Moreover, as opposed to "us" seeing, we know that God operates differently. As Luther says, we judge a person by their works, whereas God judges works by the person. Thus, only God knows whether one is truly repentant or not. Where fruit is lacking (to our eyes, although it is probably present nonetheless), true repentance may indeed exist. Where fruit abounds, repentance is not guaranteed, as people are often phonies.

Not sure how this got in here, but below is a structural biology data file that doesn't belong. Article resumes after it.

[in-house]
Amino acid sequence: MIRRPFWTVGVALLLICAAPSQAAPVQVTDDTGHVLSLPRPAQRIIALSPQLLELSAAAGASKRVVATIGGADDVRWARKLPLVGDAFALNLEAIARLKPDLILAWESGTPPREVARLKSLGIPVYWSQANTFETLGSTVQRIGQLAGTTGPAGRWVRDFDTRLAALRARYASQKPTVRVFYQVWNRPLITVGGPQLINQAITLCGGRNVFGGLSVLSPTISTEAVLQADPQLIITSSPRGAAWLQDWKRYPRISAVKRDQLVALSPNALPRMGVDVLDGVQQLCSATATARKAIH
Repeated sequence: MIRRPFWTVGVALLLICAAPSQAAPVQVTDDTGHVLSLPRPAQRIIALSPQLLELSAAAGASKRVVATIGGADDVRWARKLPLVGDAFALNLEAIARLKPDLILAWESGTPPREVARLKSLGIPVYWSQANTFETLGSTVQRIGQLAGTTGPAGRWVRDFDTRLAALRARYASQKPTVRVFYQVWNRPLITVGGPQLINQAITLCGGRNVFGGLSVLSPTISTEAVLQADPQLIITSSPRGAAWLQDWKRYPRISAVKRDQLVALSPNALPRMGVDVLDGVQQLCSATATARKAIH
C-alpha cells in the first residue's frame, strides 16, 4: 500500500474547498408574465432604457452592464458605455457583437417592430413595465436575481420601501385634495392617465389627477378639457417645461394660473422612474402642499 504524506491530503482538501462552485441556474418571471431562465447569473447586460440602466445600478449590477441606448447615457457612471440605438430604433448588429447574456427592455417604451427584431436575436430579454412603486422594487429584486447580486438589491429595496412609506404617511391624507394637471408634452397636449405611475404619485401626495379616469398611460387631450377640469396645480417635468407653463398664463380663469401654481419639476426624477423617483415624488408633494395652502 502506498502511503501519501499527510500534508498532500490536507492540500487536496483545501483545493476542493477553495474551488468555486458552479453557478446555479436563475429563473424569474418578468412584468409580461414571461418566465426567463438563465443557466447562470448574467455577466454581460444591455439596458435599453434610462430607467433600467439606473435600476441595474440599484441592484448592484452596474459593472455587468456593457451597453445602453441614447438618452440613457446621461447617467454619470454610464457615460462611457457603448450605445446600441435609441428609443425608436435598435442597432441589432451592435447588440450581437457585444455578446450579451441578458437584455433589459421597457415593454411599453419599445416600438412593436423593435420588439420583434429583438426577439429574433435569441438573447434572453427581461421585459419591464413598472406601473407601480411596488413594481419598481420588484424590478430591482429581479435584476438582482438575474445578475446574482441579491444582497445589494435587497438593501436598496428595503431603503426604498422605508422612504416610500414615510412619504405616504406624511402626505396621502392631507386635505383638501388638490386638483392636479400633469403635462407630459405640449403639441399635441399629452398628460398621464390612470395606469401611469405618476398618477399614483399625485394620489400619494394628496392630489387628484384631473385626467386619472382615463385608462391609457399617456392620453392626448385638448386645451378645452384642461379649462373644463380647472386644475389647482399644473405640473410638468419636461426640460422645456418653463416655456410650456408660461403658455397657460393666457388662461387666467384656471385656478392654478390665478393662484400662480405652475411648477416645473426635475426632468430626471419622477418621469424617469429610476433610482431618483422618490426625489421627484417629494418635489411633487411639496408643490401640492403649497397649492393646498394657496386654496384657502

Going on, here's another big question: when Luther says above, “he who does not abstain from sin,” what's he really getting at? Let me ask another way. It's easy to say, “Ahh, I've not raped, murdered, committed adultery, stolen goods, etc. So I have abstained from sin.” But what if you look at your sin the way God does (i.e. not through the lens of “cheap Law,” to quote the vilified G. Forde)? Were you working your hardest all day? No? Then you have stolen from your employer (and God). Did you settle for your necessary 1800-calorie intake today in order to sustain your life? No? You had an extra 600 calories? You are a glutton and idolater who does not trust God. Did you look at a pretty woman and think about how she's a child-of-God, or did you simply focus on her physical attributes? I could go on and on. What I'm getting at is, if we're to “abstain from sin,” are we talking gross sins, or all? Obviously not all. Your statement, “it most certainly is to say that we no longer live in sin” is, to me, Roman Catholicism. As I understand it, concupiscence IS sin (Ap II 38). So while I agree with your point that active sin is a greater transgression than sinful thoughts and desires (and to be avoided, as Pastor Surburg’s article rightly states), I disagree that those same thoughts and desires are not sin themselves.